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The kick start of the World Cup football tournament has been given, flags and buntings are out and big screens promise great evenings in pubs all over the country. Children might even learn a bit more about geography whilst exchanging football cards from different european countries, and they might even be allowed to stay up later some evenings, even if the next day is a school day.
For a month, football will be everywhere and even those who don’t like it will get the festive atmosphere. But, talking about football isn’t that easy! Let’s see: in English it’s all about football, or maybe soccer, ball, supporting your team and goal! In French one goes for foot, eventually football, ballon, soutenir and buts!
Football is of course the name of the game, but in France everyone will shorten it to foot and in case you want to talk about feet, you will have to use the word pieds. In France you won’t even choose the word football to describe the ball, footballers (Footballeurs!) play with: ballon or ballon de foot is commonly used.
Using the verb supporter in French for cheering a team is quite a popular Anglicism which entered the french thesaurus and is now admitted in colloquial language. The main meaning of supporter in French is: ‘to stand’, ‘to bare’, and soutenir is more appropriate when hoping for your favourite football team (équipe) to marquer un but (to score). But (mais) you remain a supporter when you shout and sing, as the French language uses the English word.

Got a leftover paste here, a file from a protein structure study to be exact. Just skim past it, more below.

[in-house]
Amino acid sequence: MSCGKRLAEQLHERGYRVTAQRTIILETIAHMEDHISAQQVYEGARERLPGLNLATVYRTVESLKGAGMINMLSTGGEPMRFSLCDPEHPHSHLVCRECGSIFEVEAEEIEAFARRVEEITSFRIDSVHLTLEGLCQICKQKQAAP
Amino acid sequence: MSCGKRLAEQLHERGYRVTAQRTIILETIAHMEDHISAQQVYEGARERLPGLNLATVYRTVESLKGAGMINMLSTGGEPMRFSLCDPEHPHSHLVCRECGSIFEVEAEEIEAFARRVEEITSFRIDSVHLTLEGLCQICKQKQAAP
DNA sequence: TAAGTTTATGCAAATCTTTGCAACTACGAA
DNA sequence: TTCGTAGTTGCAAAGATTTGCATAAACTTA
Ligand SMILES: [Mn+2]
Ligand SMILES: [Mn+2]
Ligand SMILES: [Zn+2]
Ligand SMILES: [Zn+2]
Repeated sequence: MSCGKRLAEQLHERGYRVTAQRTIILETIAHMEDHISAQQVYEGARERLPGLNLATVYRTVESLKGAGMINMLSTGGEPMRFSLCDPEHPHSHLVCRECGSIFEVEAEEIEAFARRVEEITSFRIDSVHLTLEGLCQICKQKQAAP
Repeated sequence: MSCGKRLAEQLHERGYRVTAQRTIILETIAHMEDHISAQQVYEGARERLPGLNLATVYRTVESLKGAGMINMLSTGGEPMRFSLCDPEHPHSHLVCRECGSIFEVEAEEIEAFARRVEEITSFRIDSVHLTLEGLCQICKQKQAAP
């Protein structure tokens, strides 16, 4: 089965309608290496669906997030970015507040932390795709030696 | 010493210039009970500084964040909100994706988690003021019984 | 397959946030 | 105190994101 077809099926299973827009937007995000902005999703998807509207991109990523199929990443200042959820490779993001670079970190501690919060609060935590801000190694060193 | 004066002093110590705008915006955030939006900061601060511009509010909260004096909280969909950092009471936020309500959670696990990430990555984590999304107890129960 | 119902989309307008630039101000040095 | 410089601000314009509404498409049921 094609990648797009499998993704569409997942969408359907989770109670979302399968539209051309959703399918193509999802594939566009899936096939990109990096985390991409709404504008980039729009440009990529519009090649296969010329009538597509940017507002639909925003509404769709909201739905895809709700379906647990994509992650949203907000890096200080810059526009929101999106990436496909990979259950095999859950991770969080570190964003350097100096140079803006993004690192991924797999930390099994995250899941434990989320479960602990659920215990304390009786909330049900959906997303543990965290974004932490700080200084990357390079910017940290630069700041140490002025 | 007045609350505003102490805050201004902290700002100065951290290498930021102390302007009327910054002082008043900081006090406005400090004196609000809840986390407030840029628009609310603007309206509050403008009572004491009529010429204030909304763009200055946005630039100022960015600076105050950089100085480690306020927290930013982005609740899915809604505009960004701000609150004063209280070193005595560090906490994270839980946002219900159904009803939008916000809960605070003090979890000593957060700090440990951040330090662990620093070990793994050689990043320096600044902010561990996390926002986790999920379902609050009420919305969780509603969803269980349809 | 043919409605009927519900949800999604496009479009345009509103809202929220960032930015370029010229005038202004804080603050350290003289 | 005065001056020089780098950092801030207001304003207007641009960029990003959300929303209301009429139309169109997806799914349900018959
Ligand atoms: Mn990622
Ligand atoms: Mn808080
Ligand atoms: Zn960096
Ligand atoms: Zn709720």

A friend of mine pointed out recently the that French can’t even write blue, as they go for les Bleus, instead of ‘the Blues’. No blues for les Bleus (at least not right now), but vous connaissez la musique (you know the drill / song): Allez les Bleus!
|to support||soutenir||to bare||supporter|
|to score||marquer||final score||le score|
Interjection (interjection) à l’impératif (imperative)
Allez les Bleus!
Grammatically talking, allez is one of the plural forms for the imperative of the verb aller (to go). Imperative moods can be used in different cases. Here one can consider that he either advises his team to do its best, or prays for it to do so. It is similar to the English: ‘Come on England!’
Allez has actually become an interjection and has so lost its verbal value. It means that it is invariable and doesn’t have to agree with any word in the sentence. You will so say, Allez la France! and use the plural form, even if France is singular.
Substantivation ou nominalisation (substantivization)
Allez les Bleus!
Bleu, as the English blue, is an adjective. By adding a determiner in front of it you can make a substantif (noun) out of it: les Bleus. The capital letter is used here in analogy with nouns like the French, the Brits…